Pet Sematary

Pet Sematary

Director Mary Lambert’s adaptation of Stephen King’s novel remains a high point in the pantheon of King adaptations. When the Creed family moves into their new home on a rural but deadly stretch of road, their plucky neighbor Jud (Fred Gwynne) introduces them to the neighborhood pet cemetery. But there’s stony, sour ground beyond the deadfall there, and it reawaken things that were better left dead. That the charming cast makes you first root for the Creed family before Lambert layers in absolute nightmare fuel (hello, Zelda) ensures this film holds up well.


Scanners

Scanners HBO

A futuristic sci-fi thriller that centers around industrial conspiracy and espionage as a scientist sends a man, Revok (Michael Ironside), with extraordinary psychic powers to hunt down others like him. This is the type of sci-fi horror feature where its villain and a now iconic head popping scene somewhat overshadows the film itself, which is far headier than the violent head burst suggests. Scanners marks the first of David Cronenberg’s films that spawned sequels, though he wasn’t involved with subsequent entries in this franchise.


Twin Peaks: Fire Walk With Me

Twin Peaks Fire Walk with Me

It should surprise no one that David Lynch‘s prequel movie refused to give in to expectations and polarized upon release. “Twin Peaks” frequently leaned into the supernatural, but it was offset with a sense of quirky humor. Not so in this feature, which is devoid of any levity. The film chronicled Laura Palmer’s final days and embraced experimental horror, capturing Laura’s visceral terror with an oppressive feeling of dread.


Under the Skin

Jonathan Glazer’s Under the Skin follows an extraterrestrial, credited as The Female (Scarlett Johansson), as she seduces lonely men in Glasgow, luring them to an otherworldly place for consumption. Soon, this process unlocks a journey of self-discovery for the Female. Glazer documents the alien’s burgeoning curiosity with a cold distance, the Female’s horrific acts captured with a sterility that somehow enhances the horror. Never is that more disturbing than a devastating beach scene. Under the Skin is as elusive as it is mesmerizing, even as its aloof nature effectively induces maximum discomfort.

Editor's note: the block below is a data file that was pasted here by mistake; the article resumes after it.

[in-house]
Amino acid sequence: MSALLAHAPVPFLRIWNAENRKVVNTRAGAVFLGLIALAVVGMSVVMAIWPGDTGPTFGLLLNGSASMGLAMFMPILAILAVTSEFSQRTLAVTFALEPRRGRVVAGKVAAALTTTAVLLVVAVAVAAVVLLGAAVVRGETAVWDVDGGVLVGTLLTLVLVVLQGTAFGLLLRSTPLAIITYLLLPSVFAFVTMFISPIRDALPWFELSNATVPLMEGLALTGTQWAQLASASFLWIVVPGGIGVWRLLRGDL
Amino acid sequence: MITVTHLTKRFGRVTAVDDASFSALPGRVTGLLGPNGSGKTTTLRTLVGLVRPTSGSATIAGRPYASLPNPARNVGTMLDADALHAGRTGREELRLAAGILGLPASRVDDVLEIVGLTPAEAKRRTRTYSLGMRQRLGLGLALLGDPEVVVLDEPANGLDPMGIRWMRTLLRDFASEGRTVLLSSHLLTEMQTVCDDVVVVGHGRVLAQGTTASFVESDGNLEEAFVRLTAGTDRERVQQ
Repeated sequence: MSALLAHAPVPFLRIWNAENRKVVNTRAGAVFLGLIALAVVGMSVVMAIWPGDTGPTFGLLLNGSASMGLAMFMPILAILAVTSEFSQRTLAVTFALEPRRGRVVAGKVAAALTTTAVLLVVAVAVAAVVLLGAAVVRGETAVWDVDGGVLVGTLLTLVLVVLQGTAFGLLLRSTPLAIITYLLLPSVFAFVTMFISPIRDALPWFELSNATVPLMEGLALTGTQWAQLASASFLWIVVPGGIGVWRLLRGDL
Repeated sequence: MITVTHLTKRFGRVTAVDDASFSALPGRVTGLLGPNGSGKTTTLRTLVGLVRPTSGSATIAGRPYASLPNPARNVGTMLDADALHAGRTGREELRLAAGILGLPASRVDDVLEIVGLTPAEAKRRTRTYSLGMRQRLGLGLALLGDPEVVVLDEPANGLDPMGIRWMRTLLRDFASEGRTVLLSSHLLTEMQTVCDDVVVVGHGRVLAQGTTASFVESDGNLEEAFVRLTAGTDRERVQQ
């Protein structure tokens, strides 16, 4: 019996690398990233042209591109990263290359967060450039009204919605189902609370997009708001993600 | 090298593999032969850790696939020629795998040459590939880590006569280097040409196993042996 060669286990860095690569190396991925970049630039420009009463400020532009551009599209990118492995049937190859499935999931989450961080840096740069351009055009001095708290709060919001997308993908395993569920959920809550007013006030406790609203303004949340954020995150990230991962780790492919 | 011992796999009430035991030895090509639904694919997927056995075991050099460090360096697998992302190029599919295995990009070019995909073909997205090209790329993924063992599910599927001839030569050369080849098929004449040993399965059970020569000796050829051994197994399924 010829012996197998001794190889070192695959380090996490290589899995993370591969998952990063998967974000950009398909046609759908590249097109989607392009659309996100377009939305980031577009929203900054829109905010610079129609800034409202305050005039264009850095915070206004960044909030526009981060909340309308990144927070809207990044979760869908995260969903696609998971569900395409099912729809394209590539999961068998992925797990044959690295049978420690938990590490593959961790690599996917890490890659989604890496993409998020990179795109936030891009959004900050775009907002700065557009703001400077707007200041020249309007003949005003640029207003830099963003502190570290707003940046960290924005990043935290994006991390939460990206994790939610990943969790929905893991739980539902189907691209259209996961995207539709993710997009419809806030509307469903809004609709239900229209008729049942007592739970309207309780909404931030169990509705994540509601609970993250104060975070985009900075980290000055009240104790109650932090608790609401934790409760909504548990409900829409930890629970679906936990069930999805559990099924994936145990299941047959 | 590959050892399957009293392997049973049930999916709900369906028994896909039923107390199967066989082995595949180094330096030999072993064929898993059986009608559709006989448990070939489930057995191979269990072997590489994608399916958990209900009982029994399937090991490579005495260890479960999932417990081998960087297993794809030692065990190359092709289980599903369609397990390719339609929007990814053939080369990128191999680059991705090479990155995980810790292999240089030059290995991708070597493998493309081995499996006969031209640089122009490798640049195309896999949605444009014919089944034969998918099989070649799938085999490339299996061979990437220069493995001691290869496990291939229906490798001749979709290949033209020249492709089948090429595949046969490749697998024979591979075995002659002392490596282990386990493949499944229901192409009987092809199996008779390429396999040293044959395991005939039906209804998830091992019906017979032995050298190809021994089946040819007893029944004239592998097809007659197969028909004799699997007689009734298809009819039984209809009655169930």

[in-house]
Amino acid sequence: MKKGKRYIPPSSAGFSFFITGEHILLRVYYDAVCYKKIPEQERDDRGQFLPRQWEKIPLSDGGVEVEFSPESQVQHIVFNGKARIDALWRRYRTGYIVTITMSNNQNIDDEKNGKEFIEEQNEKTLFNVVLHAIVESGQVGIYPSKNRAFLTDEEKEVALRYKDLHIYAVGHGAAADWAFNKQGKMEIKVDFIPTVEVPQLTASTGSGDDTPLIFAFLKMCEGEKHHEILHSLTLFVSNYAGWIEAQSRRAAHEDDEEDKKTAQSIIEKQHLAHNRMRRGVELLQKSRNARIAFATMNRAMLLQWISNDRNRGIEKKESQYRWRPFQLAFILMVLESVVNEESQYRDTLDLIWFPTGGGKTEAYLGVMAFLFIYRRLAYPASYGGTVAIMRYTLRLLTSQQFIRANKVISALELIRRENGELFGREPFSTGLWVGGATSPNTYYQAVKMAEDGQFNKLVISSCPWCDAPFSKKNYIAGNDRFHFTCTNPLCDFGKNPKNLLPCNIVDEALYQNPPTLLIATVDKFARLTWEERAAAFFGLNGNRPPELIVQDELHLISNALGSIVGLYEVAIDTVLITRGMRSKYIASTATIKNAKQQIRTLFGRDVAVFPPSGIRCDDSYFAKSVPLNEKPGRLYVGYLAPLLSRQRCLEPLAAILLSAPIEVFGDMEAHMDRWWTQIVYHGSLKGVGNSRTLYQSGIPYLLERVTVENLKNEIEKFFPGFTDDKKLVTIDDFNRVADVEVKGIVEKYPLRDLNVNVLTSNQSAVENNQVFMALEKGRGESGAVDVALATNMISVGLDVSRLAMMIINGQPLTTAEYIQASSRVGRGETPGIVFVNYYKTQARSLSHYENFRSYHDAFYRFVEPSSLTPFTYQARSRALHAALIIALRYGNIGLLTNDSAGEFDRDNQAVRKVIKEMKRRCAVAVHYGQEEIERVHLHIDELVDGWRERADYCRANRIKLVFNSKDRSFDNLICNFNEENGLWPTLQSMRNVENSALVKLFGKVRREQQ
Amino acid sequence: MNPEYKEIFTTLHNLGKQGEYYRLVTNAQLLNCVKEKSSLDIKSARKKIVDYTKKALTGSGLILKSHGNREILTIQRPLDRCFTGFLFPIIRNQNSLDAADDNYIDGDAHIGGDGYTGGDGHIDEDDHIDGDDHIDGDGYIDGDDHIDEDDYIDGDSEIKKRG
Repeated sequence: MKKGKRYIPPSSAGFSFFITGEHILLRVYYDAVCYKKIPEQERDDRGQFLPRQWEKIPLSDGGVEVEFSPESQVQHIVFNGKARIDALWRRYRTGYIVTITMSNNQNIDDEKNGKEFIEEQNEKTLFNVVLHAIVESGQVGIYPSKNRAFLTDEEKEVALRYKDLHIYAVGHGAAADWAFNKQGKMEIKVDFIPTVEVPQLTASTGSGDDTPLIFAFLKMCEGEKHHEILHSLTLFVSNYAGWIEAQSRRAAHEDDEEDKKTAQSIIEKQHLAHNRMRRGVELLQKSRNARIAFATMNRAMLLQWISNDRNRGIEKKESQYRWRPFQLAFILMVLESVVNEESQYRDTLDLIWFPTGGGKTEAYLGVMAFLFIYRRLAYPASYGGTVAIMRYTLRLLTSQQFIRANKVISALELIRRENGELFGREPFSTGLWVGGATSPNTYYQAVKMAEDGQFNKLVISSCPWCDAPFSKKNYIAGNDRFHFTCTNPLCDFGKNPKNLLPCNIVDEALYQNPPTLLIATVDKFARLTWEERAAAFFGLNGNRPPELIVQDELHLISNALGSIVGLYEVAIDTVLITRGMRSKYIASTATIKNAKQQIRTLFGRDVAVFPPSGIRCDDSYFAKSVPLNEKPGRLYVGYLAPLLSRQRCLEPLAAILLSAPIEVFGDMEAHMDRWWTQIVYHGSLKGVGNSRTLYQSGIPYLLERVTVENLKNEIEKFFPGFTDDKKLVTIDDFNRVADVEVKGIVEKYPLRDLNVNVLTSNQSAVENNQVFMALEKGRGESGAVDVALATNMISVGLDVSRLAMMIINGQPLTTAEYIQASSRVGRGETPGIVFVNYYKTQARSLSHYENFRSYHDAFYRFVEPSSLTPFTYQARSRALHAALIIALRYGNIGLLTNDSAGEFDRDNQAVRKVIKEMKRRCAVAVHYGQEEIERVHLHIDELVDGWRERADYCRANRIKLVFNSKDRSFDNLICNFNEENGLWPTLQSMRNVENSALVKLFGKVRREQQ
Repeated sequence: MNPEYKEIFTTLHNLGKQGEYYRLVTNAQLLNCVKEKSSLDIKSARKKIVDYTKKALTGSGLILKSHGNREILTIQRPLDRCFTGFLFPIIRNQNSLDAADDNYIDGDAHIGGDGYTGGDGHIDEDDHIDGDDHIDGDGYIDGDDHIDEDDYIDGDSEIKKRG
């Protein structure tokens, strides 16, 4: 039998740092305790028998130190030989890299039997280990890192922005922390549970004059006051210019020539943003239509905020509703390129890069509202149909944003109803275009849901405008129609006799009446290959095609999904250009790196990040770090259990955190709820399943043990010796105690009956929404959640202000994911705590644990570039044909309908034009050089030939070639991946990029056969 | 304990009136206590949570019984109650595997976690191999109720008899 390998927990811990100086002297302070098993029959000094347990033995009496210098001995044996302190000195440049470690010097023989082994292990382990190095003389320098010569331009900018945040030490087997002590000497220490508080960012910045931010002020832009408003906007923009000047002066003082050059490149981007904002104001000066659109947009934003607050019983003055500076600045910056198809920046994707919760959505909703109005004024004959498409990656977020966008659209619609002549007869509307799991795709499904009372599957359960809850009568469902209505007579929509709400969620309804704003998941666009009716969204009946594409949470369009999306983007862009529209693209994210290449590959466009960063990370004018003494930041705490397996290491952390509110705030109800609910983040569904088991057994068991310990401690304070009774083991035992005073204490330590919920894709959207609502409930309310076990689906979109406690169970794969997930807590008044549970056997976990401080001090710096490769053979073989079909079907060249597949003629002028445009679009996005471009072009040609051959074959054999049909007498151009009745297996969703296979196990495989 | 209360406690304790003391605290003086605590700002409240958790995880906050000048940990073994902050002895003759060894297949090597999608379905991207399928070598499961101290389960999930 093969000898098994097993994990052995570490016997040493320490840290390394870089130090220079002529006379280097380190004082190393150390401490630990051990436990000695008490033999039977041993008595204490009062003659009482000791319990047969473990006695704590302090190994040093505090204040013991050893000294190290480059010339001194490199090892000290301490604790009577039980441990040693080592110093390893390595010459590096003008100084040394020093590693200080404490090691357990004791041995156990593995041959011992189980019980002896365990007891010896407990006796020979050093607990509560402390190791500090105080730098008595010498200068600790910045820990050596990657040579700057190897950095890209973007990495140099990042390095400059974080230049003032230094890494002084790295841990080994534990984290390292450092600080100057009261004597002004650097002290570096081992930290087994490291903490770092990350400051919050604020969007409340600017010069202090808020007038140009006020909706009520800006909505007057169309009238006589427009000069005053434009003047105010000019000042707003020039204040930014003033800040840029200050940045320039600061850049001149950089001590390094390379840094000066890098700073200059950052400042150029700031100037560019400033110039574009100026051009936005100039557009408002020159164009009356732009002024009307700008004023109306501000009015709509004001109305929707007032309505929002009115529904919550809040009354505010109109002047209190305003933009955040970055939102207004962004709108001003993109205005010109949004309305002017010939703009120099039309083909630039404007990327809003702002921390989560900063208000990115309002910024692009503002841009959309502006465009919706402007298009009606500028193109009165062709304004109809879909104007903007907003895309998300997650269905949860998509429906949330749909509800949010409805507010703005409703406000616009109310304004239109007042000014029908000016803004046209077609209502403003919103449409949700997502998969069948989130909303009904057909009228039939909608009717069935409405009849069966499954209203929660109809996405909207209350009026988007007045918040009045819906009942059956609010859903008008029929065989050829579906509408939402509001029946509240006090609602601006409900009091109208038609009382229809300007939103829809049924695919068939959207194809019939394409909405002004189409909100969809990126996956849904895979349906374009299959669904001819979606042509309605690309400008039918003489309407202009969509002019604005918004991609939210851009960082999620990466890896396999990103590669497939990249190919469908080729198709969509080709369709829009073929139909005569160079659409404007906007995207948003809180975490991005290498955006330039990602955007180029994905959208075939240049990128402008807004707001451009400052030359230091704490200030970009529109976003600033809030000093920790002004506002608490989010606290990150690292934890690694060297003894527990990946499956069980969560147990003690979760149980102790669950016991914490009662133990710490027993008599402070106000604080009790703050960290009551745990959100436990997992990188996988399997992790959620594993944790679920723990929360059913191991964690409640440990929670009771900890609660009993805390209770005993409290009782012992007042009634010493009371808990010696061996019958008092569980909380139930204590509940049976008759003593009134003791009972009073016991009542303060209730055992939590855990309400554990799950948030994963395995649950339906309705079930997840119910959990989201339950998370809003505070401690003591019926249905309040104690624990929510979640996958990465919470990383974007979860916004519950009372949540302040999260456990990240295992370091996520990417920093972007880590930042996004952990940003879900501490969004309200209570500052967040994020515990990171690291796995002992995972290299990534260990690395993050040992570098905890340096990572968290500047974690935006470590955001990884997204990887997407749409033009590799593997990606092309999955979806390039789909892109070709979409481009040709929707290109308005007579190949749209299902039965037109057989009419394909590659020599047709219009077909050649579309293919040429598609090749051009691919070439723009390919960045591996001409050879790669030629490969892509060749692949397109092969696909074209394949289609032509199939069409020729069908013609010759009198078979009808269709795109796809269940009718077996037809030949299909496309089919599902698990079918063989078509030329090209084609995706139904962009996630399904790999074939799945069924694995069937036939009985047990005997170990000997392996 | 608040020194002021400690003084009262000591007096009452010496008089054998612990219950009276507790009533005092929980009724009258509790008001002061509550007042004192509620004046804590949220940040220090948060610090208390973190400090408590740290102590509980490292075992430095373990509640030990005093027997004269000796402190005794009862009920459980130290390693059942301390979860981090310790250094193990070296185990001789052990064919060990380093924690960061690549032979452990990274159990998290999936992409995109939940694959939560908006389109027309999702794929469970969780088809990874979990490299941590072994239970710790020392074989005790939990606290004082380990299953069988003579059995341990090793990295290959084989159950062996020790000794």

The Witch

The Witch max horror

Robert Eggers’ feature debut centers around a young woman coming of age under the harshest of conditions. After exile from their community, Thomasin’s family relocates to a rural area near dark woods to rebuild their lives. Thomasin’s adolescence is marred with puritanical oppression and a witch in the woods wreaking havoc on the family. What would self-discovery look like in 1630s New England, when the freedom to do so doesn’t exist? Never have we cheered so hard for a teen to live deliciously and find her place in the world.

The post The Best Horror Movies on Max to Stream Right Now (February 2024) appeared first on Bloody Disgusting!.